• I hate John Stossel and his wonderful mustache. He shouldn’t be this good. TV news guys aren’t supposed to be great writers. And yet he puts the sword to the wrong-headed idea that the current financial crisis was caused by deregulation, or could be helped by more regulation. Good stuff.
  • Set your DVR — the final debate is tonight.

Girls With Guns: Today’s DMN Column

So today my column on buying my daughter, who’s 5 years old, her first hand gun runs. Here’s a preview.

My little girl is growing up. That very special change is coming in her life. She is about to blossom into a new stage of maturity. As a father, I have to face facts.

She’s 5 now; it’s time to buy her first gun.

I actually picked out her first rifle back when she was just 3. It’s a Remington .22-caliber rifle, just like I had when I was her age.

Except hers is pink. And it has a Hello Kitty emblem inked on its pink butt. (Just like her mom.)

That one awaits her being an age when she can handle it. I’m thinking 8, like I was.

No, her “first gun” that she’ll get to keep will be a plastic BB-firing Airsoft replica of a hand gun. Preferably an H&K replica, because when she’s old enough, that’s probably what she’ll find in all the little fast-access gun safes that may be stashed around the house. Near all points of entry and common seating areas. (You never know if a burglar will clear the string of Claymore mines out front.)

The full column is here.

Tuesday Rundown: Convention Center Hotels, Risky Stock Picks, Zombies & Other Bad Things

  • A new group is forming to fight the horrendously bad idea of a city-owned convention center hotel in a city that can’t pay for paving the streets. Boo-ya. As Heywood Sanders, author of the only non-biased study on the subject out there, has shown, if it made business sense to build a convention center hotel someone would have done it for profit instead of needing to dip into taxpayer wallets.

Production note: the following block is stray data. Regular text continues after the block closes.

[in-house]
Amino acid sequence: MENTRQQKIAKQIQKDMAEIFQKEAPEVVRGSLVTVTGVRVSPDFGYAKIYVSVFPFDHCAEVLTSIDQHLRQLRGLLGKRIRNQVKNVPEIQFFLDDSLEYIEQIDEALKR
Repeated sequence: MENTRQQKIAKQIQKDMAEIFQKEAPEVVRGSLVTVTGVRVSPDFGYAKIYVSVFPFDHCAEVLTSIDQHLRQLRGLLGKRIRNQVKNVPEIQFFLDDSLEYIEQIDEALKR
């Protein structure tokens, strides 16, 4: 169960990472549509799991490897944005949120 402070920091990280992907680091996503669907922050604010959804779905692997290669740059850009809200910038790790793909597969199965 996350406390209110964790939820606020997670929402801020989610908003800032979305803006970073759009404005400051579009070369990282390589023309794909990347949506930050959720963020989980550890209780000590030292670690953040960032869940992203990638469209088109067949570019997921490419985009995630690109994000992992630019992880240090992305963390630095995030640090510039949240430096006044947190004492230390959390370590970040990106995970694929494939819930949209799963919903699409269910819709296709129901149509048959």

• Speaking of rose-tinted budgeting, anyone get the idea that when it comes to this year’s City of Dallas budget, City Manager Mary Suhm is shaving the cat a little close?
  • New evidence from the Dallas-based National Center for Policy Analysis shows that yep, the American Dream is alive and well and income mobility is a fact. The rich get richer, and so do the poor. When they try. Turns out you have to work at staying poor in America, despite what you hear from the chattering class.
  • When they hit lows on Monday, I bought some AIG at $3.61, WM at $2.14, and BAC at $27.10, following the same contrarian strategy that netted me a nice gain when I bought Bear Stearns back when it hit around $4 and sold it when it rose to above $13. It’s a big gamble with AIG and WM, but I think BAC is sure to make a strong comeback and quickly, while the other two are just rolling the dice. Sold a bunch of AMR at $11.61 just because I figured it was time (bought most at around $5 a few months back) and was surprised by its performance in the wake of Ike. Maybe jumped the gun on that, but time will tell.
  • Hurricane Ike’s Aftermath: Zombies?

Hurricane Ike’s Wake: Thank God For ‘Price Gouging’

Watching Ike bear down on Houston from the safety of a beach house in Pensacola (yeah, I know, weird, huh?) I discussed with the family how what some people call price gouging is really a benefit for disaster areas. It enforces rational rationing and discourages hoarding. People don’t buy up all the gas or bottled water, and large families double and triple up in hotel rooms instead of taking up three or four rooms at the Motel 6.

I was going to write something more lengthy on this today but this guy beat me to the punch. Enjoy.

Monday Roundup: More Cowbell

Playing catch-up so just a little brunch buffet for you this morning.

  • SNL’s great Palin/Clinton skit
  • Today’s Science Find: Google could become the first entity to make the dream of creating offshore floating havens away from government control and taxes. They want to set up floating data barges free from control. Is it a first small step toward fulfilling a longtime pie-in-the-sky libertarian dream of free-floating artificial island societies?
  • Mark the London Sunday Telegraph as the first mainstream paper to predict the end of the Obamessiah’s inevitable rise. Why? Read on.
  • Finally, you can answer the call for MORE COWBELL. Upload your favorite tune to this site and get all the cowbell you want or need. (h/t Radley Balko)

Here’s my upload, “Take on Me”.

Make your own at

Programming Note: On Vacation

I’ll be back on Monday.